Safety is a primary goal of the project. The safety of the operator is addressed from the standpoints of exposure to dust, noise, flying fragments, waste, and moving machinery parts. All five of these concerns were considered during the development.

The purchase, collection, transportation, and processing of the stover and pellets are costs of the biomass fuel and are estimated based on the information from project partners.

Summary/Accomplishments (Outputs/Outcomes):

The demonstration machine developed in this project appears to provide a feasible and effective method to meet the project objectives. However, thorough performance testing of the machine has not been completed. Completion of Phase II of the project will confirm performance estimates for power production. At this time, estimates of the financial performance are based on the information received from the project partners in Kenya.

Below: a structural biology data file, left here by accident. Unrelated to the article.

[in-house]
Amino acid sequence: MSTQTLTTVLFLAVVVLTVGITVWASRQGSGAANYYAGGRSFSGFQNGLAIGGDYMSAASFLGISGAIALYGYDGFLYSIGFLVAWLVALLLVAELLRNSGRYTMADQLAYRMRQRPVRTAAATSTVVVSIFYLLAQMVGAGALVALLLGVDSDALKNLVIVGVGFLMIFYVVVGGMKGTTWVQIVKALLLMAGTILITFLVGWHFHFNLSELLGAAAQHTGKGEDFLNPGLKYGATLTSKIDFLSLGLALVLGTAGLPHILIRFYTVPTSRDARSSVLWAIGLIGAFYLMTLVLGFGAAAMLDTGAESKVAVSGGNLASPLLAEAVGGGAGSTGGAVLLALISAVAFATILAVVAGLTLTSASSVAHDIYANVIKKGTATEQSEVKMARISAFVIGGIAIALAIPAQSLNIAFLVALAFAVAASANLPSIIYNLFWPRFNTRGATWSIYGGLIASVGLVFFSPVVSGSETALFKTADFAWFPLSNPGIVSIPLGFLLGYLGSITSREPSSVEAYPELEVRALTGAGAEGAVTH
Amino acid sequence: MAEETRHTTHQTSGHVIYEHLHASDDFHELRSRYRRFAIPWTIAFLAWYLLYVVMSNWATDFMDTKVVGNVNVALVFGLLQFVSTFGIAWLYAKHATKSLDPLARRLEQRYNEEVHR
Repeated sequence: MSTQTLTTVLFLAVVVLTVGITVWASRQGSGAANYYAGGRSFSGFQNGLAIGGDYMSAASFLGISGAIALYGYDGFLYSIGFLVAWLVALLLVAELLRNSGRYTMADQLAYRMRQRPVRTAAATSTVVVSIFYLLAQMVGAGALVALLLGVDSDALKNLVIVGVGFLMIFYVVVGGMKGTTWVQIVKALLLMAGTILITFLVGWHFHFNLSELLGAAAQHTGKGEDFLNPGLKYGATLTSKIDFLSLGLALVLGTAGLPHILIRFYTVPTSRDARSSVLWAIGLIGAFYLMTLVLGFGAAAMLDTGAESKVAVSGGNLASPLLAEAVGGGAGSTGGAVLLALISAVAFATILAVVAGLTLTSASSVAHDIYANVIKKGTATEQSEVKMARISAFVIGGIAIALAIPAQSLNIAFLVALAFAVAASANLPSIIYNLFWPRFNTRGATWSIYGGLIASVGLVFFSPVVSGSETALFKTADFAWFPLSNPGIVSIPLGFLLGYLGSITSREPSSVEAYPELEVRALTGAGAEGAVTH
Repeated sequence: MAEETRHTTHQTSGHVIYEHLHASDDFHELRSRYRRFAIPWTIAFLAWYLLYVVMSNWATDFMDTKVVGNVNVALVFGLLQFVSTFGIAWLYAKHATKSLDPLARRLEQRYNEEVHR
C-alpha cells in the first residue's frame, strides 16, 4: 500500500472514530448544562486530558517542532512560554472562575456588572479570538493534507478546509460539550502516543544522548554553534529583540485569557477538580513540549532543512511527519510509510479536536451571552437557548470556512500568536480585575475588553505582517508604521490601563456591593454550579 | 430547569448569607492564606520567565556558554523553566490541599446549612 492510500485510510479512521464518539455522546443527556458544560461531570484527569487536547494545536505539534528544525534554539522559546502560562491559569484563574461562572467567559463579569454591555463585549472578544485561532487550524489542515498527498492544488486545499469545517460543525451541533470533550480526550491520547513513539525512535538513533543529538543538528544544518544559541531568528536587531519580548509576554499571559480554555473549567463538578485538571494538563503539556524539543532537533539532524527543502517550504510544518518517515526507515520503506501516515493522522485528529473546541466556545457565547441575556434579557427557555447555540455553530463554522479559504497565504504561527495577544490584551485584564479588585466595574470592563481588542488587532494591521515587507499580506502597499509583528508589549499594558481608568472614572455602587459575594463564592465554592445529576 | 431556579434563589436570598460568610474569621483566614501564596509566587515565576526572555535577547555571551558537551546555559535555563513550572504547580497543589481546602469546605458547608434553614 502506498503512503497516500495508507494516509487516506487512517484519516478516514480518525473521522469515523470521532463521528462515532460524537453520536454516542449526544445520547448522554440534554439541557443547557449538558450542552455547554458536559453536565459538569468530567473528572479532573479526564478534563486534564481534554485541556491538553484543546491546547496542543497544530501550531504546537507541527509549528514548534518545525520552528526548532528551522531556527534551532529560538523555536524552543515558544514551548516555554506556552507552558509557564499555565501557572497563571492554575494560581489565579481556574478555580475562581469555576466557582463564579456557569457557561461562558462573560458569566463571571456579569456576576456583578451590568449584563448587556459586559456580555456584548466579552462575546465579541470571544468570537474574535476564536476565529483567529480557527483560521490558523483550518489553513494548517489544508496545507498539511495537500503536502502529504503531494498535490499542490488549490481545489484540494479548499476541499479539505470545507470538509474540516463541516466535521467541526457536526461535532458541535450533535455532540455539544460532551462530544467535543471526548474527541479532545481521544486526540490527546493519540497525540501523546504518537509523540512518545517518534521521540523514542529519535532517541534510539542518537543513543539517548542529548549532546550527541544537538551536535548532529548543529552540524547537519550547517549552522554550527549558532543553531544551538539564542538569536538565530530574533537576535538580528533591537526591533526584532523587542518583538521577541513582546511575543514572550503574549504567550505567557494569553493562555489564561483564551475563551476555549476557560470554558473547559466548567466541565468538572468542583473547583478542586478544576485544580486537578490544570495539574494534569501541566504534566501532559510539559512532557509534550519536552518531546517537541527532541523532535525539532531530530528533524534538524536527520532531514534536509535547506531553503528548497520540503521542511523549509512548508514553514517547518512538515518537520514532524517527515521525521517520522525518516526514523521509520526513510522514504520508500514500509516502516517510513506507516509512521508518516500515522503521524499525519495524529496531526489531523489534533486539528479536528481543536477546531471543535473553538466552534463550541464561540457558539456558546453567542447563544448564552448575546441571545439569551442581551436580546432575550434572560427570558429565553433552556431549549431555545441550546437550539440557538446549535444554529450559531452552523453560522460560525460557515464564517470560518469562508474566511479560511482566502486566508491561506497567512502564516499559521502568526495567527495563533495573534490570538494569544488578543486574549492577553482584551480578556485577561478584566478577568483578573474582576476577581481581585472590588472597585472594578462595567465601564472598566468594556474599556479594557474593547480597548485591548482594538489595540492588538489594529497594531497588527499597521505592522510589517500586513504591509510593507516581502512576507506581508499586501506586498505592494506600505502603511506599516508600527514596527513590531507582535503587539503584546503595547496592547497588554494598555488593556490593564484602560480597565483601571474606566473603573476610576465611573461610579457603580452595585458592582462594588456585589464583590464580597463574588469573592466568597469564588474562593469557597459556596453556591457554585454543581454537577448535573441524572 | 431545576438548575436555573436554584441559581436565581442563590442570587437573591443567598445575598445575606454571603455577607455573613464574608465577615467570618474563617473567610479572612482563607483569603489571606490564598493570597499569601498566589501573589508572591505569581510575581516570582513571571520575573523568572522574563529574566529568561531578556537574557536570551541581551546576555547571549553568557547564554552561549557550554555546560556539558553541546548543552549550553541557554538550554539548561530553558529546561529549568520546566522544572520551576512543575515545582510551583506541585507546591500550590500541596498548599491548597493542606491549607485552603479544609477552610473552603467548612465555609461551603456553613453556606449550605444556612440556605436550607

The most uncertain cost estimated will be the price that must be paid to each farmer to provide the stover material to the machine operator. Monte Carlo simulation provides a distribution of the estimated costs of the stover. Estimates are based on a rate for collection of 150-250 lbs. (75- 125 kg) of stover per hour of labor for eight hours each day. A preliminary estimate for the cost of the stover material ranges between $0.015 and $0.04 USD/lb. (1-3 KSh/kg). Simulation provides a range of total material cost at the location of the machine of between $300 and $5,200 USD. The operation of the machine will require two people to process and load the resulting pellets into the sacks for storage. The cost of labor to operate the gasifier system is estimated to range between $1,090 and $2,515 USD.